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Mc Connochie
Mc Connochie
Mc Connochie
Mc Connochie
Mc Connochie
Mc Connochie
Mc Connochie
Mc Connochie
Mc Connochie
Mc Connochie
Mc Connochie
Mc Connochie
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Mc Connochie
Mc Connochie
Mc Connochie
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Mc Connochie

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  • Most people think of telemedicine as second-best, something you might resort to when great distance makes for difficult access to usual care. We want you to consider whether telemedicine might offer better care, even for common problems in urban settings … whether, in a sense, virtual is better than reality Given your expertise, the National Resource Center for HIT is inviting you to speak during the session, “Improving Quality Care for Children through HIT.” The focus of this session will include a discussion around the implementation of HIT developed to improve the safety and quality of health care for children.  The following three people have also been invited to participate in this session: Carmen Lozzio, MD, FACMG; Paula Edwards, MD; and Richard Shiffman. Each speaker will have 15 minutes to present, followed by questions from the audience. The session, “Improving Quality Care for Children through HIT” is scheduled for Wednesday, September 26, 2007 from 8:00 am – 9:30 am. NEED TO ADD: Characteristics of TeA model that enable integration. Text that links access and care delivered by PC practice to quality.
  • Transcript

    • 1. Telemedicine Integrated in the Primary Care Medical Home: When Virtual is Better than Reality Kenneth McConnochie Neil Herendeen Nancy Wood Division of General Pediatrics
    • 2. Program Funding Acknowledgements <ul><li>US Dept of Commerce Technology Opportunities Program </li></ul><ul><li>Robert Wood Johnson Local Initiative Funding Partners Program </li></ul><ul><li>Rochester Area Community Foundation </li></ul><ul><li>Maternal and Child Health Bureau R40 MC03605 </li></ul><ul><li>Agency for Healthcare Research and Quality R01 HS15165 </li></ul>Disclosure N. Herendeen, K. McConnochie and N. Wood hold equity positions in Tel-e-Atrics, Inc., a vendor of telemedicine equipment, hosting and support services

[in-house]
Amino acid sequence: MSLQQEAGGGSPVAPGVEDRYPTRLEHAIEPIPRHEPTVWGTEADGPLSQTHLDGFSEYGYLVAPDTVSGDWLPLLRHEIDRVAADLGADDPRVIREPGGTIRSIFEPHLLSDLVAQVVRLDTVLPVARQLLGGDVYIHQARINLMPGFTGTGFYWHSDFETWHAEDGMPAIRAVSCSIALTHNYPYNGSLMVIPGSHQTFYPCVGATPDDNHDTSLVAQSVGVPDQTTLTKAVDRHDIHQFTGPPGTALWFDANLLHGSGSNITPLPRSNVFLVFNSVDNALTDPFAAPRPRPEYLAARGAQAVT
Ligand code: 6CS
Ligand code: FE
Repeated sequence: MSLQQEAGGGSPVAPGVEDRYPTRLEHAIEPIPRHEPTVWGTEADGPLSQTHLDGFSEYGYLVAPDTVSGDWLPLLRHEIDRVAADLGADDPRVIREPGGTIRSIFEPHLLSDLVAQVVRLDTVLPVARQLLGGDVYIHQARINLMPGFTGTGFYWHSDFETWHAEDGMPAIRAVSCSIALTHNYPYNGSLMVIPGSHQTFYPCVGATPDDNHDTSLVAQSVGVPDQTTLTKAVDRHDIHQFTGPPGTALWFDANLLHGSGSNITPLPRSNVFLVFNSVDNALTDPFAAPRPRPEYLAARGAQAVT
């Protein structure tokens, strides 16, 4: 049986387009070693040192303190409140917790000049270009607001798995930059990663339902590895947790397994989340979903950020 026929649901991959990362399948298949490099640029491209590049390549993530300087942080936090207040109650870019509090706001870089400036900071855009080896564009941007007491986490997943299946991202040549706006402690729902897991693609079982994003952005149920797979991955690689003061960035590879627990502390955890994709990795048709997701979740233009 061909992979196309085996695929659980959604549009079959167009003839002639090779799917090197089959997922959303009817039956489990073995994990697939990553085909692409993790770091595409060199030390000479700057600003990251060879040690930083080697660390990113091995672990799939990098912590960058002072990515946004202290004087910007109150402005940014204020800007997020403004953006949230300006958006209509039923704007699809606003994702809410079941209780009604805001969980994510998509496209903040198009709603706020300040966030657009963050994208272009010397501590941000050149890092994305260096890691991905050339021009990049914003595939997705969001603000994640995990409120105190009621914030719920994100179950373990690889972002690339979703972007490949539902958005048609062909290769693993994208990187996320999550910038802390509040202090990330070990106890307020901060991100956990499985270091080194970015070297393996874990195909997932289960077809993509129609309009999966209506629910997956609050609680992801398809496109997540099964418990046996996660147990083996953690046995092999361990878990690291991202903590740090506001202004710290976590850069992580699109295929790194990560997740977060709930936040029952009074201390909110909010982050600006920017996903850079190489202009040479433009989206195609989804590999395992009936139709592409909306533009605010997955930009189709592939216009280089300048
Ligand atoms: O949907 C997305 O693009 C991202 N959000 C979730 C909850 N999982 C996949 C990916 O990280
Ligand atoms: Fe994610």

• 3. The Problem – Community Perspective <ul><li>Majority of US preschool children are in child care </li></ul><ul><li>Acute illness more common among children in child care </li></ul><ul><li>For parents using child care, a child’s illness accounts for 40% of work absence </li></ul><ul><li>Over 50% of working mothers will miss work the next time one of their children is ill </li></ul>
    • 4. Related Problem – Pediatrician’s Perspective <ul><li>Retail-based clinics (RBCs) appeal to families </li></ul><ul><li>RBCs being developed by Wal-Mart, Targets, CVS, Walgreen and others </li></ul><ul><li>RBCs have the capacity to address most minor acute illness episodes that generate 52% of office visits* for children < 15 years </li></ul><ul><li>RBCs appeal to public and private payers </li></ul><ul><li>RBCs threaten continuity of care </li></ul><ul><ul><ul><li>* 2004 National Ambulatory Medical Care Survey </li></ul></ul></ul>
    • 5.  
    • 6.  
    • 7. A Solution: Health-e-Access <ul><li>Child care site - child with health problem, telehealth assistant </li></ul><ul><li>Remote clinician site - physician or nurse practitioner </li></ul><ul><li>Telehealth technology – broadband communications link, computer-driven digital sensors </li></ul>
    • 8.  
    • 9.  
    • 10. How it works <ul><li>Health problem identified by child care or by parent </li></ul><ul><li>Schedule a visit - page the telehealth clinician </li></ul><ul><li>Telehealth assistant prepares for visit </li></ul><ul><li>Connect at the scheduled time </li></ul><ul><li>Information exchange - both real-time interaction </li></ul><ul><li>and store and forward </li></ul><ul><li>Prescription called to pharmacy when appropriate </li></ul><ul><li>Usually OK to remain in child care </li></ul>